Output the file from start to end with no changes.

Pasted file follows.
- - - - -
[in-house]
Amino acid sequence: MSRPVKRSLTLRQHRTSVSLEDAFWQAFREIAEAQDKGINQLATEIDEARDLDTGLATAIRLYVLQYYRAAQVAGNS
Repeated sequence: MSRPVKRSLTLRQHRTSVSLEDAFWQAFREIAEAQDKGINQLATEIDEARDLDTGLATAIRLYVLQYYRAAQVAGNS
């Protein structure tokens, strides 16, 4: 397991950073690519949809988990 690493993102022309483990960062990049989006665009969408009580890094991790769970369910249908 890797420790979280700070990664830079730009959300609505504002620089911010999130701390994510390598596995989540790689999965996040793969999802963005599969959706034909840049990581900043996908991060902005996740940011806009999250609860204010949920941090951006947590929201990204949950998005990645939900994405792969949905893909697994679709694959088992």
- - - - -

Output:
[in-house]
Amino acid sequence: MSRPVKRSLTLRQHRTSVSLEDAFWQAFREIAEAQDKGINQLATEIDEARDLDTGLATAIRLYVLQYYRAAQVAGNS
Repeated sequence: MSRPVKRSLTLRQHRTSVSLEDAFWQAFREIAEAQDKGINQLATEIDEARDLDTGLATAIRLYVLQYYRAAQVAGNS
């Protein structure tokens, strides 16, 4: 397991950073690519949809988990 690493993102022309483990960062990049989006665009969408009580890094991790769970369910249908 890797420790979280700070990664830079730009959300609505504002620089911010999130701390994510390598596995989540790689999965996040793969999802963005599969959706034909840049990581900043996908991060902005996740940011806009999250609860204010949920941090951006947590929201990204949950998005990645939900994405792969949905893909697994679709694959088992």